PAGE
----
According to REDD Intelligence, a provider of intelligence and data on emerging market sovereigns and companies, ICBC currently holds approximately $5 billion in outstanding debt as Angola’s second-largest creditor in the first quarter of this year. These calculations are based on data from BNA and the Ministry of Finance.

Ministry of Finance data indicates that external debt disbursements are projected to reach 985 billion Angolan kwanza $1.7 billion in June, largely attributed to a commercial debt disbursement.

Bohlund suggested that these disbursements are likely linked to the Caculo-Cabaca project, although it is also possible that they are connected to the ongoing construction of the Agostinho Neto International Airport, which is also led by a Chinese firm.

“We anticipate that loan disbursements associated with these two projects will drive Angola’s debt owed to Chinese creditors back up towards $20 billion in the second half of this year,” he concluded.

A study conducted earlier this year by the China Africa Research Initiative at Johns Hopkins University revealed that despite paying interest during the suspension period, Angola gained significantly greater breathing room with its three-year grace period and repayment spread over seven years through debt reprofilings than what was originally stipulated under the DSSI.

Angola's interest payments soar as Chinese Debt freeze thaws
The rising global oil price has gone a large way to helping the African nation’s economy. Photo: AFP

According to the CARI study, the CDB deal included an oil price contingency that would shorten the suspension period once the oil price exceeded a certain threshold, rumored to be $60 per barrel.

In late 2021, this contingency was activated and Angola began repaying the principal to CDB in early 2022. By that time, the oil price had soared to over $90 per barrel from its initial level of $55 when the debt was restructured.

Aly-Khan Satchu, an expert on sub-Saharan African geoeconomics, emphasized that the recent surge in oil prices towards $100 per barrel is significantly benefitting Angola’s prospects and financial position. He explained how Russia and Saudi Arabia have taken control of the oil price away from the United States and are deliberately driving it up towards $100.

This situation has put Angola in an incredibly advantageous position. Satchu described it as being in “the sweetest of sweet spots.”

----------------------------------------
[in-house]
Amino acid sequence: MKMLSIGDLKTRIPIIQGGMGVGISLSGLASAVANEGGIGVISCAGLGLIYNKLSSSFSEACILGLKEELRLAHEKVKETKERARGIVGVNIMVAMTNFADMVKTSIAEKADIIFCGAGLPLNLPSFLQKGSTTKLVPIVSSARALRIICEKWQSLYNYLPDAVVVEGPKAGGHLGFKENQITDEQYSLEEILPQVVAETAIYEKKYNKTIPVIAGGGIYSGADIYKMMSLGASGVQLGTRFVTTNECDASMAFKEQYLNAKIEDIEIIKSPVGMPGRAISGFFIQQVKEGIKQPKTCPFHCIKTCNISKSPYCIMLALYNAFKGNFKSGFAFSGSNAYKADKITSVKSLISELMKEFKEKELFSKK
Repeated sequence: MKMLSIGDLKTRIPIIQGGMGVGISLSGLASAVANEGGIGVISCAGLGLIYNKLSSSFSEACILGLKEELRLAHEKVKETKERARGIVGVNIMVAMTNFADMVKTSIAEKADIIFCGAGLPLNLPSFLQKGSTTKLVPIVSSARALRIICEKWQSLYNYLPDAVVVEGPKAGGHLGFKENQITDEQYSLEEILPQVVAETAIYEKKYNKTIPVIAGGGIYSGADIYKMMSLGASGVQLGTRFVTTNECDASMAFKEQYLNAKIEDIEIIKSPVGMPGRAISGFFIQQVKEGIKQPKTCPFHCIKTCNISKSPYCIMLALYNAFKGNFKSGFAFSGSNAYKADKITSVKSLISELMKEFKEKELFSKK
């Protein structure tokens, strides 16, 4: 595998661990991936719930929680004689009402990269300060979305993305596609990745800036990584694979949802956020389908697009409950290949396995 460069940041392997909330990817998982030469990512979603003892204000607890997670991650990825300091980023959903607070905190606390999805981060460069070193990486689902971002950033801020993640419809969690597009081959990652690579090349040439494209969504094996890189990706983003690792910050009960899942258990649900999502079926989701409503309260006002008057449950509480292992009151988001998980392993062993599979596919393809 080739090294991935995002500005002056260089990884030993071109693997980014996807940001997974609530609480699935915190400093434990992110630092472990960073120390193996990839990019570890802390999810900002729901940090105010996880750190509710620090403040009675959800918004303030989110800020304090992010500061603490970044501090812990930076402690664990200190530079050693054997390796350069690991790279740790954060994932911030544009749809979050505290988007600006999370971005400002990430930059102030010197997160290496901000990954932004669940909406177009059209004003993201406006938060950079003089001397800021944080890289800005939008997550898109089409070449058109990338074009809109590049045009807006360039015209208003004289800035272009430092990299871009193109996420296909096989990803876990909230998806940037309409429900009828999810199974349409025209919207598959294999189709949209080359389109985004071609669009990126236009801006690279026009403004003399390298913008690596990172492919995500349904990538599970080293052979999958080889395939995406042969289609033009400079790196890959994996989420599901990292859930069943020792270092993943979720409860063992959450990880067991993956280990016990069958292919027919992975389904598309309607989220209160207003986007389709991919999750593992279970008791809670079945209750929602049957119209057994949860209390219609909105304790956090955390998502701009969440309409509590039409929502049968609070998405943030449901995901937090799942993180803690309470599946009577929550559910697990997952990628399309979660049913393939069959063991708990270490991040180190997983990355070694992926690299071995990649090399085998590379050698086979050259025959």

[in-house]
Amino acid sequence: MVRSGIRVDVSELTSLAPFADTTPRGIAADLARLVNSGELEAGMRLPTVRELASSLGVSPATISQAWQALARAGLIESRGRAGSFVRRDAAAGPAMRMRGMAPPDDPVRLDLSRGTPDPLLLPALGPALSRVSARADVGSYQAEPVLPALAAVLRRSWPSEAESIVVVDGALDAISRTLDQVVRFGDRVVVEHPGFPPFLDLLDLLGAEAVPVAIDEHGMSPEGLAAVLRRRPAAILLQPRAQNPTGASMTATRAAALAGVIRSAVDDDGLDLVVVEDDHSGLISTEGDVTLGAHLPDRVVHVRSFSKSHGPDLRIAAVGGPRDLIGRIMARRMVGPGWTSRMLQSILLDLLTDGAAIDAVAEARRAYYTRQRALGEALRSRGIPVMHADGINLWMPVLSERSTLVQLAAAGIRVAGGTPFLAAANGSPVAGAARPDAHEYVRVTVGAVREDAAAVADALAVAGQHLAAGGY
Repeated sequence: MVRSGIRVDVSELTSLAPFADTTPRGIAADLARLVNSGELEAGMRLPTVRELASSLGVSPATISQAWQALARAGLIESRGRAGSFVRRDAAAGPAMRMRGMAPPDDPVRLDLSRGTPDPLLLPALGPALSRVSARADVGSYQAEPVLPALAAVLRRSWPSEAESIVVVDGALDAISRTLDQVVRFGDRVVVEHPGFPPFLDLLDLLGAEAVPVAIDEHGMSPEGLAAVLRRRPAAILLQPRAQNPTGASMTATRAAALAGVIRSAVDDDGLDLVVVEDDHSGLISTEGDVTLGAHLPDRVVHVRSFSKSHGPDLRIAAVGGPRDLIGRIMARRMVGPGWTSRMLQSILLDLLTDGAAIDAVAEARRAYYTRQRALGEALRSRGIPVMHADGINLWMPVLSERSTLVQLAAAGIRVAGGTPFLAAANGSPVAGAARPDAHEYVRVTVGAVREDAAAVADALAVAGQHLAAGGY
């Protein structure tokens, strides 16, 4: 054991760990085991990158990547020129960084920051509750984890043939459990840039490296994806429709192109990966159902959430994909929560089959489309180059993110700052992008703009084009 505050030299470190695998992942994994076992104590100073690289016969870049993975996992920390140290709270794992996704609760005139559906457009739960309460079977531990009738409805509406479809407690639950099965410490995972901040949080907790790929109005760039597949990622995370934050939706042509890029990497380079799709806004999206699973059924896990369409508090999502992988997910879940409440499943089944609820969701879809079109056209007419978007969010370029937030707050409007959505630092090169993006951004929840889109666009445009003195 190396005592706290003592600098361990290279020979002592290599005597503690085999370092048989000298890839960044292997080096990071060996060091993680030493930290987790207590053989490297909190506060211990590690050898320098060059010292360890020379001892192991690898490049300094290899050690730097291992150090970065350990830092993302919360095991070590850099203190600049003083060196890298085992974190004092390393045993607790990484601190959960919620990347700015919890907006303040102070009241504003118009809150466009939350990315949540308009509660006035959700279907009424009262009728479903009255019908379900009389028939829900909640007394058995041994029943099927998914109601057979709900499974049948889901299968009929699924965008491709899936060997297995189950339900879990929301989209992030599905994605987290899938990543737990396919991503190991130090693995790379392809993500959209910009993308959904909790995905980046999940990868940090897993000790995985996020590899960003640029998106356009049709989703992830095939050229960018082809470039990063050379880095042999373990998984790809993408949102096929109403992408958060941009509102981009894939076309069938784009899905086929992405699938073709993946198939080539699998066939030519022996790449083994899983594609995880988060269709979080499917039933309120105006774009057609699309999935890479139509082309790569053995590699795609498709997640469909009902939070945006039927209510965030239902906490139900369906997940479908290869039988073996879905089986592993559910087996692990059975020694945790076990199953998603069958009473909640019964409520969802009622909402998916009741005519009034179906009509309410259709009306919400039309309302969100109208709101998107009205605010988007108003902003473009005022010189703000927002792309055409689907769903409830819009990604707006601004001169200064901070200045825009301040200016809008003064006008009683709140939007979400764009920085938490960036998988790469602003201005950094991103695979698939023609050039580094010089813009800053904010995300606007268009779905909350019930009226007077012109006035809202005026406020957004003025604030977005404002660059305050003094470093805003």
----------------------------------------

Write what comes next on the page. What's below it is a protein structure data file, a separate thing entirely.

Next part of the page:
Satchu further noted that resuming payments to China has understandably increased Angola’s interest payment burden. He believes that Angola could potentially negotiate a quid pro quo arrangement with China by leveraging the high oil prices. In other words, they could hasten their debt payments while also making progress on their Chinese debt obligations.

Ever since assuming office as President of Angola in 2017, Joao Lourenço has actively pursued economic diversification away from oil and sought to reduce dependence on China.

In an effort to align closer with the United States and Europe, Lourenço has been seeking stronger ties with these regions rather than China. This marks a departure from his predecessor, the late José Eduardo dos Santos, who relied heavily on Chinese investment for economic reconstruction following the end of the lengthy civil war in 2002.

Recent investments from the United States include a substantial $900 million in funding for a solar plant as well as a proposed $250 million to support the Lobito Atlantic Railway Corridor. This railway line aims to connect Lobito Port in Angola with the border of the Democratic Republic of Congo, providing crucial open access transport options.

Despite efforts to diversify its sources of funding, Angola still relies on China to finance major infrastructure projects such as the Caculo-Cabaca hydropower station, which boasts an impressive capacity of 2,172 megawatts and is being constructed by Chinese entities. Additionally, China National Chemical Engineering is spearheading the construction of the Lobito oil refinery along Angola’s Atlantic coast.